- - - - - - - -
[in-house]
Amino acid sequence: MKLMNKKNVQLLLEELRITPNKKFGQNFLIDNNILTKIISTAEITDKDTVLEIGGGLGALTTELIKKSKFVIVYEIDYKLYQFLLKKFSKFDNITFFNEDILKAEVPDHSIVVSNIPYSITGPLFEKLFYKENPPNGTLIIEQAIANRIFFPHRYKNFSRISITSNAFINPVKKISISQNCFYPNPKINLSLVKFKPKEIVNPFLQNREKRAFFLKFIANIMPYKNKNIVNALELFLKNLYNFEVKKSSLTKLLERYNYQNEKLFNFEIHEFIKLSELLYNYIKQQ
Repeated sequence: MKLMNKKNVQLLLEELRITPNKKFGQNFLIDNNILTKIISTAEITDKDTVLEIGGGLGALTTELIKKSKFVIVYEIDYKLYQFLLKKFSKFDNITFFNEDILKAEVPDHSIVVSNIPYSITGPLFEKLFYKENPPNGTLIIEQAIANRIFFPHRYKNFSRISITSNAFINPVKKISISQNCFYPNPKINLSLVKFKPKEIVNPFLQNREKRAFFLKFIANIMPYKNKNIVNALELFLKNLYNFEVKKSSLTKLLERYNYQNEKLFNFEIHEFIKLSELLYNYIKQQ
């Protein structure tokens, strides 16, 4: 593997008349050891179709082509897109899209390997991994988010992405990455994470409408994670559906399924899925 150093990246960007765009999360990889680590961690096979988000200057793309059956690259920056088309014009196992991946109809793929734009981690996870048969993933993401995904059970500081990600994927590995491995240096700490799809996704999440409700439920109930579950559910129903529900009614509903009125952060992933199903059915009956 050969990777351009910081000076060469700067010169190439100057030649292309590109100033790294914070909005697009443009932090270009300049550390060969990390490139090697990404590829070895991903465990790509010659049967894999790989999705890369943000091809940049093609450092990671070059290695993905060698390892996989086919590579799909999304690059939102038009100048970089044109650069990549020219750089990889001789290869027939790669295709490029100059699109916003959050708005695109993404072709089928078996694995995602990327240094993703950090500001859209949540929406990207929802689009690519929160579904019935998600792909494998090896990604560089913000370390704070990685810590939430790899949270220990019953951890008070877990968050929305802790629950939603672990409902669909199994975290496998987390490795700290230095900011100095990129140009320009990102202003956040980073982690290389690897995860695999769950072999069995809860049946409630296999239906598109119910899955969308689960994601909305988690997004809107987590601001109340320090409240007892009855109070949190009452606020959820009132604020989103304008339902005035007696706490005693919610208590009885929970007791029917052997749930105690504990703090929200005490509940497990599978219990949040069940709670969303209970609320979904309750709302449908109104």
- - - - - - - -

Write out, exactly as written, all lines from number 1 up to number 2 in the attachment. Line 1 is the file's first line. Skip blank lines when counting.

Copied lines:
[in-house]
Amino acid sequence: MKLMNKKNVQLLLEELRITPNKKFGQNFLIDNNILTKIISTAEITDKDTVLEIGGGLGALTTELIKKSKFVIVYEIDYKLYQFLLKKFSKFDNITFFNEDILKAEVPDHSIVVSNIPYSITGPLFEKLFYKENPPNGTLIIEQAIANRIFFPHRYKNFSRISITSNAFINPVKKISISQNCFYPNPKINLSLVKFKPKEIVNPFLQNREKRAFFLKFIANIMPYKNKNIVNALELFLKNLYNFEVKKSSLTKLLERYNYQNEKLFNFEIHEFIKLSELLYNYIKQQ